Religion on Campus: A Marketable Skill, or a Diversity & Inclusion Fight?

Across higher education, campuses have changed how they deal with religion. It used to be seen as something at odds with academic freedom and science. Now, however, some campus administrators and advocates want students to learn more about religion, and to see policy changes on the institutional level. One argument is for colleges to teach … Continue reading “Religion on Campus: A Marketable Skill, or a Diversity & Inclusion Fight?”


Saving a Struggling College Starts with the Board

Before the COVID-19 pandemic walloped our colleges and universities, higher education had been facing threats to existing business models for years. A great deal has been written the past few years predicting the demise of large numbers of U.S. colleges and universities. Many higher education institutions are indeed threatened. But their demise may not be … Continue reading “Saving a Struggling College Starts with the Board”


America Needs a GED Equivalent for a College Degree

As higher education undergoes dramatic changes thanks to the coronavirus, reformers should aim higher than expanding online education. Now is a propitious time to end the dominance of accreditation agencies in higher ed and create a GED-like equivalency exam for a college degree. Many students want a traditional college life: living on campus for four … Continue reading “America Needs a GED Equivalent for a College Degree”


College Reform: Build Lifeboats to Escape the Sinking Ship

In their recent Martin Center policy brief, Joy Pullmann and Sumantra Maitra get much right about the activist professor problem in academia. These professors are dominating the profession in a way I wouldn’t have thought possible three or four years ago. Their control has led to an ideological monoculture, which suppresses freedom of thought and … Continue reading “College Reform: Build Lifeboats to Escape the Sinking Ship”


If We Jettison Standardized Testing, What’s Its Replacement?

The COVID-19 pandemic probably won’t kill the SAT, but will no doubt leave it in a badly weakened condition. Both the SAT (and its close competitor, the ACT) have had to cancel administration of their tests for the last few months and, according to this Washington Post story, universities have decided that they will make … Continue reading “If We Jettison Standardized Testing, What’s Its Replacement?”


Why Do American Universities Lead the World in Scientific Research?

Miguel Urquiola is professor and chair of the department of economics at Columbia University. His special field is education and his book Markets, Minds, and Money: Why America Leads the World in University Research is about American higher education—its history, its relationship to higher education in Europe, and the trajectory it has followed from the … Continue reading “Why Do American Universities Lead the World in Scientific Research?”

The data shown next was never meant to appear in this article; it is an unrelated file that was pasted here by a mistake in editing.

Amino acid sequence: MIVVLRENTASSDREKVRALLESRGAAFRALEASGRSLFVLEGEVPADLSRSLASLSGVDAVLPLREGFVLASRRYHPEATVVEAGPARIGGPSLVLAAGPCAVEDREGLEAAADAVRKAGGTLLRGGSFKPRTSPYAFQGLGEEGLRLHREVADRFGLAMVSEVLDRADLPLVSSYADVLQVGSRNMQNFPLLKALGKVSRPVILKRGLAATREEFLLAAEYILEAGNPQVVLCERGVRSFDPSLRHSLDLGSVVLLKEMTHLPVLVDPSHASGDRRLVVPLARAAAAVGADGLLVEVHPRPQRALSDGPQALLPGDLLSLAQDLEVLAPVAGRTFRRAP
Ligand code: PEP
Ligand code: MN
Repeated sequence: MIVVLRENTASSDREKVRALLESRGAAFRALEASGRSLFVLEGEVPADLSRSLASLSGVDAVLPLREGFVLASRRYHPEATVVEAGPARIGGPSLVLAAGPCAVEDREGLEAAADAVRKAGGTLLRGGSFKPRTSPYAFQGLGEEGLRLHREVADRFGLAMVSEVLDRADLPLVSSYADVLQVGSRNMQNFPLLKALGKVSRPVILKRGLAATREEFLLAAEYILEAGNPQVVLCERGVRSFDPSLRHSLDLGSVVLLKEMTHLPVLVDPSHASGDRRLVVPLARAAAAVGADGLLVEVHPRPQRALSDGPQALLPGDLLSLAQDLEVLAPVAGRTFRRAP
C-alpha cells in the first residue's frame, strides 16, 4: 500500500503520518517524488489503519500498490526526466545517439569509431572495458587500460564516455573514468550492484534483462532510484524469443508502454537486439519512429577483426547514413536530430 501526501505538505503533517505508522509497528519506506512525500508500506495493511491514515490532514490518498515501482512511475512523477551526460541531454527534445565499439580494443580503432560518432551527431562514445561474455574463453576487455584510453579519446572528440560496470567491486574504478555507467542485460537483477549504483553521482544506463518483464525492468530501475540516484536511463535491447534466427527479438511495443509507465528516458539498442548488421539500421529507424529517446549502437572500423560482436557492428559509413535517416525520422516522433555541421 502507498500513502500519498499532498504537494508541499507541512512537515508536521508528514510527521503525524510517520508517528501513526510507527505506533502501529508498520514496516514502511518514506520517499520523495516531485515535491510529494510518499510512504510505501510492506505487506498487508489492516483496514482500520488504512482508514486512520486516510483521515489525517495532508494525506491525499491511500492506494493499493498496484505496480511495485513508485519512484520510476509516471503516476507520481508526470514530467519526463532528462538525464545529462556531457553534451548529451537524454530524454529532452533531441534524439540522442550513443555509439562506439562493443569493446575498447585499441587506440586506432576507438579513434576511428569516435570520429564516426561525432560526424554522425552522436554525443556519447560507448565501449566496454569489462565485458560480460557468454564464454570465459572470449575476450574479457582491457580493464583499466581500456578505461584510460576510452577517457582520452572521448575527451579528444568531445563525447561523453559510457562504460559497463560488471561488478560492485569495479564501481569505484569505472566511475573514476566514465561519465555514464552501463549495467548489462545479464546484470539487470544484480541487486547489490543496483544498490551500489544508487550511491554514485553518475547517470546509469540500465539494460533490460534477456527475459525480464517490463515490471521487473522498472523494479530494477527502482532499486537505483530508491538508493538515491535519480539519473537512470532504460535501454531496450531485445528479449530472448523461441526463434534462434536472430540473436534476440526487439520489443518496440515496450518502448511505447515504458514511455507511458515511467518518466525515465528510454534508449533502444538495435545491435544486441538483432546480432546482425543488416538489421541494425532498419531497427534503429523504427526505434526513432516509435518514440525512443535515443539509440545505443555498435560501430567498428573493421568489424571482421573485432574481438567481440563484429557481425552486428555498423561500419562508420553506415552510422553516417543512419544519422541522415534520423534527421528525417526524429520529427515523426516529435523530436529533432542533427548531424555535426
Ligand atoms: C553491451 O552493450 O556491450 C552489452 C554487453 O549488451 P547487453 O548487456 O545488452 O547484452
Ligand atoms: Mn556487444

The Right College: Students Using Data to Find Their Best Match

Which college a student chooses to attend is a major decision that can affect the rest of their life. What students want to study, what they can afford to pay, and cultural fit can all influence their choice. Throughout the process, students have all sorts of vague information, but providing them with data specific to … Continue reading “The Right College: Students Using Data to Find Their Best Match”


Did You Know? For Shape of Post-Virus Higher Ed, Watch Public Colleges

Doomsday predictions for higher education are a dime a dozen. The grandest claims expect “a handful of elite cyborg universities” to reshape a college education. Less-dire guesses see an end to the “buffet” of programs, extracurriculars, and university revenues common today. And pre-coronavirus visions of the future expected a variety of disruptions that failed to … Continue reading “Did You Know? For Shape of Post-Virus Higher Ed, Watch Public Colleges”


As Budgets Tighten, Colleges Still Vulnerable to Ransomware

Colleges and universities around the country are proving to be easy prey to hackers with ransom demands. In Massachusetts, Cape Cod Community College was defrauded of $800,000 last year, while Colorado’s Regis University paid an undisclosed amount to regain access to their files after a ransomware attack—and still did not get access back. Ransomware is … Continue reading “As Budgets Tighten, Colleges Still Vulnerable to Ransomware”


Look Beyond Citation Counts to Kickstart Scientific Innovation

In scientific research, new ideas have become harder to find. Innovation has fallen compared to 50 years ago. Rather than a fear of “too much change,” many researchers worry about stagnation. One argument suggests that the low-hanging fruit of scientific research has already been picked. Older scientists made the major breakthroughs, and younger scientists now … Continue reading “Look Beyond Citation Counts to Kickstart Scientific Innovation”